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I really had no idea what was going to happen when I turned up on a bitterly cold Friday night to cover the LUBDS Charity Showcase. Ballroom Dancing has enjoyed an explosion in popularity over the last few years, which prominent philosophers are now attributing to something called ‘The Strictly Effect’, but since I’ve never watched an episode I didn’t have the slightest idea of what to expect. This lack of prior knowledge, combined with the promise of “campus-celebrities” trying to dance, meant that my brain had conjured up images of Robbie Pickles et al performing pirouettes and back-flips in sparkly, multicoloured leotards – not a particularly appealing thought, I’m sure you’ll agree. It was therefore incredibly fortunate that this nightmarish vision was about as far from the truth as possible. The Ballroom Dancing Society – along with LUDans, the ULMS Big Band and the Cheerleading Team – managed to put on a brilliant and highly varied showcase of Lancaster’s massively talented students, raising a huge amount of money for Cancer Research UK in the process. And there wasn’t a single sparkly leotard in sight.
The night kicked off with a couple of great performances from the Big Band, which led straight on to the first few dances from members of LUDans and LUBDS. The performances were impressive in terms of both skill and variety; the transition from Latin Ballroom dancing to a Michael Jackson medley was slightly jarring, but a lot of fun nonetheless. Equally impressive was how many relative beginners took part; the Michael Jackson section (including the obligatory “pretend to be zombies to Thriller” bit, obviously) was followed by another superb performance from newer dancers. Training up new folk in the arcane art of Ballroom is quite clearly one of LUBDS’ biggest strengths. “I am really grateful to those who took part in our formation team dances”, said Jodie Waggoner, the choreographer of the group dances, “we didn’t have a lot of time to get the routines together, but everyone worked so hard”. It was quite hard to believe that some of the dancers had only been training for a couple of months, since they moved like pros.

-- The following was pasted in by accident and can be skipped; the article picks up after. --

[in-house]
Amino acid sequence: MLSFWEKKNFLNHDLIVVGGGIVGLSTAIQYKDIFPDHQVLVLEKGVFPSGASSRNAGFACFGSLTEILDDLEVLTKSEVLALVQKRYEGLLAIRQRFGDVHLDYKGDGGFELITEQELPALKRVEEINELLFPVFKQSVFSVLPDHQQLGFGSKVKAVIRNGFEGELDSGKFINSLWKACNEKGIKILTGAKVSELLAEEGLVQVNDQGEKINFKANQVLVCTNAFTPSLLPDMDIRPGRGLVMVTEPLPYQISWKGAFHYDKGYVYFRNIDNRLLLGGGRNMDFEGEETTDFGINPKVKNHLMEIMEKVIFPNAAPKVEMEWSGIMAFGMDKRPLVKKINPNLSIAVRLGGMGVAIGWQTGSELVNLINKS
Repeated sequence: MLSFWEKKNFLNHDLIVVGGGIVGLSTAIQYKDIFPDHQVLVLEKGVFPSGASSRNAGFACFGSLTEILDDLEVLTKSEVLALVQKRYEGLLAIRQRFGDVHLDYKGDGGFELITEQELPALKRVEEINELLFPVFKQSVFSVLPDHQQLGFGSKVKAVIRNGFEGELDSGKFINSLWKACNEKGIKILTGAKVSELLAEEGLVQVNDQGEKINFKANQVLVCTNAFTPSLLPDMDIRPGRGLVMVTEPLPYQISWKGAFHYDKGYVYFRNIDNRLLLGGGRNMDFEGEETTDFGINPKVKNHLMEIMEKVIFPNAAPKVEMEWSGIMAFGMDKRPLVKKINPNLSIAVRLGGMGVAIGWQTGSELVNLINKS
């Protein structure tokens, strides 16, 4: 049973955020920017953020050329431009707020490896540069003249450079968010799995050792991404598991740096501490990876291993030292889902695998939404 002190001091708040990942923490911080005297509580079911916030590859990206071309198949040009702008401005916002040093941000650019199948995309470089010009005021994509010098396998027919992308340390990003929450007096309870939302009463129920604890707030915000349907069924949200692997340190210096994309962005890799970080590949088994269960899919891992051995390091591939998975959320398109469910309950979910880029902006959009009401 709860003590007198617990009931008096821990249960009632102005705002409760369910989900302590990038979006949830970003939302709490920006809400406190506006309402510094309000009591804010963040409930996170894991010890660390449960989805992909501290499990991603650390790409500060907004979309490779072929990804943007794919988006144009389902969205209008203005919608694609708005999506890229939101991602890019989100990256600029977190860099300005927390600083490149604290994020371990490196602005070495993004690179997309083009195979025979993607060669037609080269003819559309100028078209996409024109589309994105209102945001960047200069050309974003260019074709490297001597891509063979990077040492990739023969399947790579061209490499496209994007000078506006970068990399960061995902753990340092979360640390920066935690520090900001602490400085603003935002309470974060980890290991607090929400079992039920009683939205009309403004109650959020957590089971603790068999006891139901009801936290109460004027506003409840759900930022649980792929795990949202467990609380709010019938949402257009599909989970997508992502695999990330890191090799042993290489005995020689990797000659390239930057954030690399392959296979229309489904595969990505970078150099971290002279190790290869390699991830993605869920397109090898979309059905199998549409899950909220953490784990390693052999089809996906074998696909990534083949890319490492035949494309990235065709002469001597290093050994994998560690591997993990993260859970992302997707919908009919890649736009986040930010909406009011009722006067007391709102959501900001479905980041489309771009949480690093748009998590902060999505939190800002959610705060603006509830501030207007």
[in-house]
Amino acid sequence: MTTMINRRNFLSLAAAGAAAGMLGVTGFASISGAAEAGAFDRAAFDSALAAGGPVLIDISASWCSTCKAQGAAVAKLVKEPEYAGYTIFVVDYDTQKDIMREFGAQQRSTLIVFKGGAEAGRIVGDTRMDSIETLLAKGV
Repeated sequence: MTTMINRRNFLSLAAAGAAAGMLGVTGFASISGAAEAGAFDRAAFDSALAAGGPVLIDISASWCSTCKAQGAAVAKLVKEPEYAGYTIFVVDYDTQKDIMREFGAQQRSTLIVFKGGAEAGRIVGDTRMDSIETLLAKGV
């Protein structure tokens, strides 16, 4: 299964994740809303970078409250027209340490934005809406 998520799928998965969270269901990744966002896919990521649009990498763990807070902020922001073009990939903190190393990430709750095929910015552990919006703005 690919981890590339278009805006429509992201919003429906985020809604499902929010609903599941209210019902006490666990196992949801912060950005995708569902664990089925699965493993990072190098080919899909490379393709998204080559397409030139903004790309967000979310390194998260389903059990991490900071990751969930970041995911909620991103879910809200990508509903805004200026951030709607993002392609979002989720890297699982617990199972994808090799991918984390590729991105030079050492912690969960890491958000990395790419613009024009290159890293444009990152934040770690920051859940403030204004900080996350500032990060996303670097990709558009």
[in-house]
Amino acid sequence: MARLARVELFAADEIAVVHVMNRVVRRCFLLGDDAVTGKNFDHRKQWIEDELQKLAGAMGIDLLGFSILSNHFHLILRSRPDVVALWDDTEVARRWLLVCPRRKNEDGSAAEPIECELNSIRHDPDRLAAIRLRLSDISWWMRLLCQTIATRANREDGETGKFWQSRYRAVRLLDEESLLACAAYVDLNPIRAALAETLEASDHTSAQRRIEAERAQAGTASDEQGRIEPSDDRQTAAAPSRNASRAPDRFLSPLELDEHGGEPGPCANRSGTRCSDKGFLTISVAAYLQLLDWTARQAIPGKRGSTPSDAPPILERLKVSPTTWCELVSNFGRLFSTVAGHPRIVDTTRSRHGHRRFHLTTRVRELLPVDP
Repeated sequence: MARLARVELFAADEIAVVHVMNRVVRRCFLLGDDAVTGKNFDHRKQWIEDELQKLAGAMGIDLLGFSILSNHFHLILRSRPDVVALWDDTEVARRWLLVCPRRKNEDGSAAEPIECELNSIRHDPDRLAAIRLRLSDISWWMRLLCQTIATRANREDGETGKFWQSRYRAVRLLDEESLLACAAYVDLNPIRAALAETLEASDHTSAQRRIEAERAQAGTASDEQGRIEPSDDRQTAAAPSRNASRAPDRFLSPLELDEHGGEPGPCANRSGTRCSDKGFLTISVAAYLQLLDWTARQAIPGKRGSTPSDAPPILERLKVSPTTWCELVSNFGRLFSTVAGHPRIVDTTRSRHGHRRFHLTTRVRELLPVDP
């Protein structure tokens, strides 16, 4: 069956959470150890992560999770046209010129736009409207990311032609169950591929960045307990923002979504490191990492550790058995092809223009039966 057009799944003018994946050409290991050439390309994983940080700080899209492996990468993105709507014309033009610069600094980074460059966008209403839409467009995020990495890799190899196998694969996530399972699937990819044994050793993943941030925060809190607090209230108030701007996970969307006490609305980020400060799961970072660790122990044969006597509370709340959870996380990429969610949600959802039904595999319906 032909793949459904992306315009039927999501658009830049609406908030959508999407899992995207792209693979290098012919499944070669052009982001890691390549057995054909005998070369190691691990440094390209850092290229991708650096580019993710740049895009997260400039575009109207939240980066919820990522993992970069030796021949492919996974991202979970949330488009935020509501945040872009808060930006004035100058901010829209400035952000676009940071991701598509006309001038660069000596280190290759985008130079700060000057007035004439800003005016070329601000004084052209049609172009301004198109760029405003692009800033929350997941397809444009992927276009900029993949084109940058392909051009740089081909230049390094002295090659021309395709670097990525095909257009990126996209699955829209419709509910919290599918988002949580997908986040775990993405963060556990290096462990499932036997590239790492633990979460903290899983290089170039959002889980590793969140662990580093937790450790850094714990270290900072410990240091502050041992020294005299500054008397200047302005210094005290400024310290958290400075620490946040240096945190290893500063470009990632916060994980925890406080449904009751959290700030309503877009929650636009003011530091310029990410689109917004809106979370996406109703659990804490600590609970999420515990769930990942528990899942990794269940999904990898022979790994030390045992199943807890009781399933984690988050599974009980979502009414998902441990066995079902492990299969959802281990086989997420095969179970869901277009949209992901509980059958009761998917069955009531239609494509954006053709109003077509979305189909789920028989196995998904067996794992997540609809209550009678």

With the initial few dances over, the tension in the room had built to enormous levels (well, there was a lot of clapping at least) as the centre-piece event of the showcase, the much anticipated ‘LUBDS does Strictly Come Dancing’, approached. The dancers entered the stage accompanied by the Big Band before launching into their routines. Lizzie Houghton and Ben Marshall kicked things off with an entertaining Rumba, which was followed up by performances of the Brazilian Tango and the Salsa (which is apparently a dance as well as a tomato-based hot-sauce – who knew!). The second half of ‘Strictly’ was even better than the first; Robbie Pickles and Becki Finney did a great Rock n’ Roll number, which was very entertaining and energetic. My personal favourite was the Charleston, which was performed by Alex Grievson of the Sailing Society. Not only was he the clear victor of the prestigious ‘Best Beard in Show’ prize, but his dance performed alongside LUBDS officer Becky Hallworth was bloody brilliant, and included a huge number of difficult looking manoeuvres and lifts. As good as the performances were, it was a shame to see that the Big Band wasn’t playing the music for the dancers. The Band were consistently excellent throughout the evening and it would have made the show even better if there had been more link-up between the two groups during ‘Strictly’. Obviously it would have been a difficult feat to learn the songs for each dance, but being left to listen to the music through the Great Hall’s terrible PA system diminished the effect somewhat, especially when there was so much musical talent sat on the stage.